In a move likely to further politicize antitrust enforcement of Microsoft, three senators are accusing Justice Department officials of improperly encouraging "foreign governments to use their antitrust laws" against the software giant.
Penned by Sens. Jeff Sessions (R-Alabama), Spencer Abraham (R-Michigan), and Jon Kyl (R-Arizona), a six-page letter sent yesterday to Attorney General Janet Reno detailed public and private talks senior antitrust officials have made concerning the Microsoft case to their counterparts abroad.
"Whatever the merits of the department's various attacks on Microsoft, we hope that you will agree that it is an inappropriate use of U.S. taxpayer dollars to encourage--either purposefully in inadvertently--foreign governments to use their laws in a way that unfairly impairs the export opportunities of U.S. exporters," the senators wrote.
A Justice Department official said there was nothing improper about any of the meetings antitrust enforcers have had with their foreign counterparts.
"The charges that that the department has divulged information to foreign governments or encouraged them to take legal actions against Microsoft is completely false," the official said. In a statement released today, the Justice Department added that "on a very small number of occasions, officials of foreign governments have contacted" Justice Department enforcers to inquire about the Microsoft investigation or the issue came up "in the course of consultations."
U.S. law enforcement officials regularly meet with foreign government representatives to alert them to wrongdoing that is happening abroad. Microsoft spokesman Mark Murray, who provided a copy of the letter, said the company had offered assistance to the three senators by providing them with information about speaking engagements.
The complaint is the latest instance of senators and others from the political arena entering the fray between trustbusters and Microsoft. Sen. Orrin Hatch (R-Utah) has been an outspoken critic of Microsoft and has even scheduled a new round of hearings on the company's business practices. (See related story)
Moreover, Microsoft has garnered vocal defenders in Sens. Lauch Faircloth (R-North Carolina) and Slade Gorton (R-Washington), who have attacked the persistent efforts by Hatch and the Justice Department to scrutinize the software giant.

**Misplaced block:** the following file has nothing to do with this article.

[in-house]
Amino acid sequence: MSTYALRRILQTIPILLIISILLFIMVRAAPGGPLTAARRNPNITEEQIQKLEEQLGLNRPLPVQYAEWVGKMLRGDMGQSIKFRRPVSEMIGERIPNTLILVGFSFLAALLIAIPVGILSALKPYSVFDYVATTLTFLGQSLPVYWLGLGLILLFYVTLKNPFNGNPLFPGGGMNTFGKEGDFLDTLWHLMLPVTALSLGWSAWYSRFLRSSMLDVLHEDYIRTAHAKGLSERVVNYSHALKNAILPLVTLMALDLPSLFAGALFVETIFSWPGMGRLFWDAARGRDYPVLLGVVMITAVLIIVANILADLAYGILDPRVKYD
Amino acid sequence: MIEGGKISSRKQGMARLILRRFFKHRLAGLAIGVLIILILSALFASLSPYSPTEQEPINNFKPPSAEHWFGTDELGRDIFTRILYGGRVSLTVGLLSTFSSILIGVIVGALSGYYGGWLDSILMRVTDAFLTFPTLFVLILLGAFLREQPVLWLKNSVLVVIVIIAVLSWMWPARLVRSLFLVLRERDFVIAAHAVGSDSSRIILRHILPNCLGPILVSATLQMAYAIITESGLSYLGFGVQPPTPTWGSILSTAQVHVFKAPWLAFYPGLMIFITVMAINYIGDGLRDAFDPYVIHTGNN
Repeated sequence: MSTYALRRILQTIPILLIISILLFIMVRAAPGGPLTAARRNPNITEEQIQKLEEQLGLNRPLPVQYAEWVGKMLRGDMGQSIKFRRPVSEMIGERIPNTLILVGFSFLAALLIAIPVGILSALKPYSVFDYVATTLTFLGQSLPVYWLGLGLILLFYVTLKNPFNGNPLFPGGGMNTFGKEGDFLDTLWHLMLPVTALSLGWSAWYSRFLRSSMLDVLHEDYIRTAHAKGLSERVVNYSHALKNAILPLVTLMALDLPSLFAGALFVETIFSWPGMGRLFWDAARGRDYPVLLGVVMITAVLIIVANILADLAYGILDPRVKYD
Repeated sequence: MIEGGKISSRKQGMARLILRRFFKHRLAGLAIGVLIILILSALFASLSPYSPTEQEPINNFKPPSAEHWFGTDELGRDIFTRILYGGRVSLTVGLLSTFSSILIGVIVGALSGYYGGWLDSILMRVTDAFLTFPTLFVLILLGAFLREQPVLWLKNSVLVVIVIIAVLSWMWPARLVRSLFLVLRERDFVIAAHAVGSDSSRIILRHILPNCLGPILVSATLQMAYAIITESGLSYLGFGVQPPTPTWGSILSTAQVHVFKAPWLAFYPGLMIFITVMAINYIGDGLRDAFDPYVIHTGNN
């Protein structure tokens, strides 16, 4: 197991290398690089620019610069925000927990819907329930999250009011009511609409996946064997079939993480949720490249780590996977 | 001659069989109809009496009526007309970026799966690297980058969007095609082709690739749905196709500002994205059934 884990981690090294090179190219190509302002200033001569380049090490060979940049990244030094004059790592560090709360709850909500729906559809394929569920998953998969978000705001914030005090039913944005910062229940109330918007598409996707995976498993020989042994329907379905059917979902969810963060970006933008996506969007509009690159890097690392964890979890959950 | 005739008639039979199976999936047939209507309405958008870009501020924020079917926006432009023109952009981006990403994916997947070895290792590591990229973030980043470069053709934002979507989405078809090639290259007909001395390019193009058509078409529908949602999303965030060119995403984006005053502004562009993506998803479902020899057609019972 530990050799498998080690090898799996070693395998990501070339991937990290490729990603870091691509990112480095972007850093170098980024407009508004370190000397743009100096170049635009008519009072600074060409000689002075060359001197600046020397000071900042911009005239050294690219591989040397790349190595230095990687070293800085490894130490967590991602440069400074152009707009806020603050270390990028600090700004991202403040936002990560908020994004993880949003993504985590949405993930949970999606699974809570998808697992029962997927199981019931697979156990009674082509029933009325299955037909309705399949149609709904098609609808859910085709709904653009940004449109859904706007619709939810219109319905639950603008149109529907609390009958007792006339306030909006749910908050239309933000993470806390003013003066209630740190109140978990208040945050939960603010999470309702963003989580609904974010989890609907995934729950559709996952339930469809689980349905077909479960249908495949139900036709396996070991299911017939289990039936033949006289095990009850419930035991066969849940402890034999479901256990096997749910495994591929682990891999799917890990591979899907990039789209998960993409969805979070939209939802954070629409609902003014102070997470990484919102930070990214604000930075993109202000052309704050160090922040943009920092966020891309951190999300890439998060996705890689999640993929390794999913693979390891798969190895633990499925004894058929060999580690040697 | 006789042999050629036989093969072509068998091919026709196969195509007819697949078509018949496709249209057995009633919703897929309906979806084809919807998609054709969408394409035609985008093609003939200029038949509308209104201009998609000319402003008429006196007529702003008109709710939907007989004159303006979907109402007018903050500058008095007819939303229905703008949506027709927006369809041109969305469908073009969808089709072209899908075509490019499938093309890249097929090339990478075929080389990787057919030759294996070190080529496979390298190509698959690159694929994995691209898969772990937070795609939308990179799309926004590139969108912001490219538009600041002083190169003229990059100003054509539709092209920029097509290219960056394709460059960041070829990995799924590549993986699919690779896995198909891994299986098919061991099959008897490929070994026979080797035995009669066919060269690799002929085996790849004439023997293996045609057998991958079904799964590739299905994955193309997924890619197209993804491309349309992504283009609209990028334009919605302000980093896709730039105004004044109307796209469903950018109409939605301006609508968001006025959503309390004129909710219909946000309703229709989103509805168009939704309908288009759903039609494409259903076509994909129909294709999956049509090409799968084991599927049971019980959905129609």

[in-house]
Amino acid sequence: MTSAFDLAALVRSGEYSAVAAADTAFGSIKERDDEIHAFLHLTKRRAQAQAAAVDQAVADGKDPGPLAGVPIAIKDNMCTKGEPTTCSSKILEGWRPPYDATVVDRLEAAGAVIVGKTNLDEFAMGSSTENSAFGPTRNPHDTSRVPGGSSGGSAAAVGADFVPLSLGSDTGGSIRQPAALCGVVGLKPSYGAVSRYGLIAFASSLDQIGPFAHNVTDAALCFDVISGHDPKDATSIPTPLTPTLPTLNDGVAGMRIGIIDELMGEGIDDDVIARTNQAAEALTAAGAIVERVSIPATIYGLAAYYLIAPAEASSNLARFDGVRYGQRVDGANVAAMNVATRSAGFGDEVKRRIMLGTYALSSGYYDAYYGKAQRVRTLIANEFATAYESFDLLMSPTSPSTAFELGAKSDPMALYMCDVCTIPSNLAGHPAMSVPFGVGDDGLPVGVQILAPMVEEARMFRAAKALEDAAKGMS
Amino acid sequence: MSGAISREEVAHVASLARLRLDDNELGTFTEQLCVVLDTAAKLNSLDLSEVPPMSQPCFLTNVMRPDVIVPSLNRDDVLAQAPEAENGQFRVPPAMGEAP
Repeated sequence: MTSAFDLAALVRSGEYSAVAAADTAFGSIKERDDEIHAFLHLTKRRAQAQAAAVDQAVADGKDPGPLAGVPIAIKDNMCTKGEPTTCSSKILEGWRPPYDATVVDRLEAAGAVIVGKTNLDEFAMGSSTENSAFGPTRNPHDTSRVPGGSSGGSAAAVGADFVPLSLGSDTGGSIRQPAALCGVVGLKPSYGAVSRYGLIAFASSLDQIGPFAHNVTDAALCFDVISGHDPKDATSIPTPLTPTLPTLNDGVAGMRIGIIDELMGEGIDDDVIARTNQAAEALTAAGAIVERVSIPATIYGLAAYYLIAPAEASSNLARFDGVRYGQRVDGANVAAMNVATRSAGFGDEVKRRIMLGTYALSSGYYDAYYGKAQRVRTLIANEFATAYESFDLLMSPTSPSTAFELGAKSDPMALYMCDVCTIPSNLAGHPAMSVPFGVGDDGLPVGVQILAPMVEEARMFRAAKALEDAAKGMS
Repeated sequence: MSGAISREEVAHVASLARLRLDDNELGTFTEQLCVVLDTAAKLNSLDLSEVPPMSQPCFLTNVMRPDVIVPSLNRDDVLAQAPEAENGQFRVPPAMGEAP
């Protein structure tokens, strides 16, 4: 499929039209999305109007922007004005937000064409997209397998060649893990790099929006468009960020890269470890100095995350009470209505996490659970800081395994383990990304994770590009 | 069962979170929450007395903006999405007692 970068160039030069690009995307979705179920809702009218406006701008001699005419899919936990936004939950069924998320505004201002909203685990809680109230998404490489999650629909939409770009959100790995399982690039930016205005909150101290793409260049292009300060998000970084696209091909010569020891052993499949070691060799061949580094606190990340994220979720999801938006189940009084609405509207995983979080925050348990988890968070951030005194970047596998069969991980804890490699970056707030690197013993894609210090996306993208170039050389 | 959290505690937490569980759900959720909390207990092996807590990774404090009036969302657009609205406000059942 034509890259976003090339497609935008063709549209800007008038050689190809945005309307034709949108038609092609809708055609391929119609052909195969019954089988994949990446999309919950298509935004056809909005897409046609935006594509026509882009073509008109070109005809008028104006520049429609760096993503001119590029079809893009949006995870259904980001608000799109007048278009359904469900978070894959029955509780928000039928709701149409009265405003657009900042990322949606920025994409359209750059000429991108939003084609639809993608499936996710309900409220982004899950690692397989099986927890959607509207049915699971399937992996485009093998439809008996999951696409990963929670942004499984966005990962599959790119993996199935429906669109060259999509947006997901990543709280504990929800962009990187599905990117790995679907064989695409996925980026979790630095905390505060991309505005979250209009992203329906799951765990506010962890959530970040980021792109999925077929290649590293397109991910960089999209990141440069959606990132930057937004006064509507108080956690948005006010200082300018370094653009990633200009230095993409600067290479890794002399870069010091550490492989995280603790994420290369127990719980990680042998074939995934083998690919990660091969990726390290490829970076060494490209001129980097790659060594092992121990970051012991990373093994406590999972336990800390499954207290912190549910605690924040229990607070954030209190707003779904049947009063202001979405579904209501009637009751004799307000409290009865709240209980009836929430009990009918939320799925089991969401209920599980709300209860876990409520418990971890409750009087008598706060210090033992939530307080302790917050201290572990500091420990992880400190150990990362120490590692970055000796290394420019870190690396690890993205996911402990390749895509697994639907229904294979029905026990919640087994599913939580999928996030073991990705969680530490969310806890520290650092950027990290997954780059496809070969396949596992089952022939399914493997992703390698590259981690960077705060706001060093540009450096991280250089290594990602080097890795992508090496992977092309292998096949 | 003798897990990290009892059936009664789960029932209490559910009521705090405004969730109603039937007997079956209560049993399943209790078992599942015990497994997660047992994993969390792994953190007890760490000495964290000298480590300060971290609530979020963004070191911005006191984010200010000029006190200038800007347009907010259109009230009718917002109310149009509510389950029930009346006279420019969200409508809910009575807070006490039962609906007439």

Chief among the concerns expressed by Sessions, Abraham, and Kyl was a visit Assistant Attorney General Joel Klein made to officials with the Japanese Fair Trade Commission in early December. A month later, Japanese officials raided Microsoft's Tokyo office, where according to the letter they "confiscated thousands of pages of documents," including Microsoft agenda planners, phone directories and original paperwork.
The senators also claimed that on May 20, Justice Department official Russell Pittman visited Brazil, where he told senior government officials that "Microsoft behaves like an arrogant monopolist, even acting arrogantly in its relations with the antitrust authorities."
Nine days later, the letter added, a senior official in charge of antitrust enforcement in Brazil said his agency was "starting to explore a way to initiate legal action against Microsoft regarding the integration of Internet Explorer into Windows." The integration issue is at the heart of two separate actions U.S. antitrust enforcers have filed against Redmond.
The letter also catalogues other visits by senior antitrust officials to their counterparts abroad, including those with the Israeli government and the Organization for Economic Cooperation and Development.
"Traveling the world criticizing American companies could encourage foreign legal actions that could harm that company to the benefit of foreign competitors," the senators warned. It asked Reno for more information--including the total time and expenditures--devoted to the visits mentioned, as well as any others the senators were not aware of.
"We're grateful that these senators are raising these kinds of issues," said Murray. "We're disappointed that a government agency would try to enlist foreign governments in attacking a successful U.S. company."